Make a Great First Impression in Person and Online
Many, if not more career connections are made today via social networking, as at live events. Here's how to share your information in a short and persuasive presentation.
September 16, 2010
Are you planning to attend a networking event this fall? If so, plan ahead and create a business card-sized networking document that quickly communicates who you are, what you do and why you are exceptional. Make this remarkable and worthy of being passed along. This card could generate continuous referrals creating unexpected contacts as those you meet share it.
Yes, you could go viral! Here’s how to get started.
This is your marketing document and it must engage interest, show your value instantly and cultivate trust and credibility. It has to be memorable in both appearance and content, so that you and your potential value to others is not forgotten, but will be recalled as a unique resource as you want to be remembered.
Include full contact data (name, e-mail, LinkedIn profile, twitter account, preferred phone, personal website or blog, street address optional) and your headline to instantly create a mental picture.
Example: JobWhiz, Executive Talent Agent: Expert job search consultant opens doors to unadvertised jobs specializing in re-entry candidates, career changers, industry switchers and anyone who doesn’t fit the mold.” This space should state goals such as "Share ideas, advice and recommendations about career-related networking, using traditional and online techniques.” Link your online personality using a QR code and add it to your URL. This enables a smartphone user to zap you into their contact database.
On the reverse, provide three to five core competencies or brief success statements (using numbers or percentages indicating impact or change) designed to get attention. Here are mine:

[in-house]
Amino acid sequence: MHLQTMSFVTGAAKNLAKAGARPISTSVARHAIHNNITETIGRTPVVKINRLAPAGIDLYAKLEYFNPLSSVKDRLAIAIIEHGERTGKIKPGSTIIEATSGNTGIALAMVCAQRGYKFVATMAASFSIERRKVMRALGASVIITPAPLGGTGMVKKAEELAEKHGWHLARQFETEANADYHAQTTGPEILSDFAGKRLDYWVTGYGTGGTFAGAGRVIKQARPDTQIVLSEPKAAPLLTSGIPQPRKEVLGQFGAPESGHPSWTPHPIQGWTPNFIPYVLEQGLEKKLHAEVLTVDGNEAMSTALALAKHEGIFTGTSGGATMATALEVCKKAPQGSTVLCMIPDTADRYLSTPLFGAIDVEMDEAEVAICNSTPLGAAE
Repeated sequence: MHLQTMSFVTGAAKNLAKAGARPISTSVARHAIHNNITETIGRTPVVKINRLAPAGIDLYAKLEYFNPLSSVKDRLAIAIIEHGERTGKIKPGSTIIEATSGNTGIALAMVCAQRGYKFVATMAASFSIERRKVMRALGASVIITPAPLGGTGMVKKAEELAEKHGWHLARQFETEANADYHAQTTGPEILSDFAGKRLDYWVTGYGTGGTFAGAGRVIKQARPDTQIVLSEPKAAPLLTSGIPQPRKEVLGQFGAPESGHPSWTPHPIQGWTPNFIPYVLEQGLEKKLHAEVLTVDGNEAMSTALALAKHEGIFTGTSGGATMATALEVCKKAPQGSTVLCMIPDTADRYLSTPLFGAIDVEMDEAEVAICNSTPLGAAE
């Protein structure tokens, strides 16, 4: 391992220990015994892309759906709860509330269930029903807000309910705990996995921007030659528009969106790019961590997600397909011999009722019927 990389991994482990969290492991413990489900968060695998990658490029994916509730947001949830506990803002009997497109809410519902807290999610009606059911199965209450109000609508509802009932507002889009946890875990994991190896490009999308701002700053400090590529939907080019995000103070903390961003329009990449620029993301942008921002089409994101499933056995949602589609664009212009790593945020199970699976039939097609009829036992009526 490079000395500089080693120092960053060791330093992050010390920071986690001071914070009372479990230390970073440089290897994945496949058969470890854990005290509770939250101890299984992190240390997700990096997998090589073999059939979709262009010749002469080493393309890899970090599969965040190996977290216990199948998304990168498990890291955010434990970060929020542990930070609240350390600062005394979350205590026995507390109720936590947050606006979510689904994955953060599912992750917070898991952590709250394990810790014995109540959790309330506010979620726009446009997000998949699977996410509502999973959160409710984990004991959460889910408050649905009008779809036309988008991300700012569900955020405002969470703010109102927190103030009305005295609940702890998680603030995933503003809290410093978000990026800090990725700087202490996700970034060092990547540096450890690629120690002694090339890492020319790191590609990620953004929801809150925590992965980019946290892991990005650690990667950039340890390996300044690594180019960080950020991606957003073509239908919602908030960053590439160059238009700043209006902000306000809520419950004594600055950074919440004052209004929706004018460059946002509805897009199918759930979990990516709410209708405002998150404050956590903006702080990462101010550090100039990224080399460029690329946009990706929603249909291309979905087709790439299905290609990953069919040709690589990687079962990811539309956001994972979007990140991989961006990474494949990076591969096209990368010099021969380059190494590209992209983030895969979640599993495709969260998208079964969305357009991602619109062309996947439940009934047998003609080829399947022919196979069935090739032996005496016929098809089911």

Along with your saying hello and elevator pitch, the card is your first and perhaps only chance, to make a great first impression. You want to pique interest and show your potential. It is not a job application or résumé submission. Today, it’s likely that once someone has your name, they will search online to learn more about you. Be sure to have the most flattering information posted. Whatever is findable online is your résumé. You cannot control what others say about you, but you can present positive information. Put your best foot forward by making sure to document achievements online (e.g. LinkedIn status updates and mentions in group discussions) and describing how you got those results.
Don’t expect benefits just from being in someone’s network. Networking is not only about asking for referrals, but about looking for ways to help each other for the long haul. Invest in your relationships and there will be great returns!
Bonus: Use this marketing message as a v-card attachment to e-mails.
© Debra Feldman, 2010
Debra Feldman is the JobWhiz™, a nationally-recognized expert who designs and personally implements swift, strategic and customized senior-level executive job search campaigns with career insurance, banishing barriers that prevent immediate success. Her gift for Networking Purposefully™ and expediting stalled job searches — executed with high energy and savvy panache — connects candidates directly to decision makers, not HR. Learn more about her groundbreaking techniques that compress job searches from months into weeks. Contact Debra now at www.JobWhiz.com to expedite your executive ascent!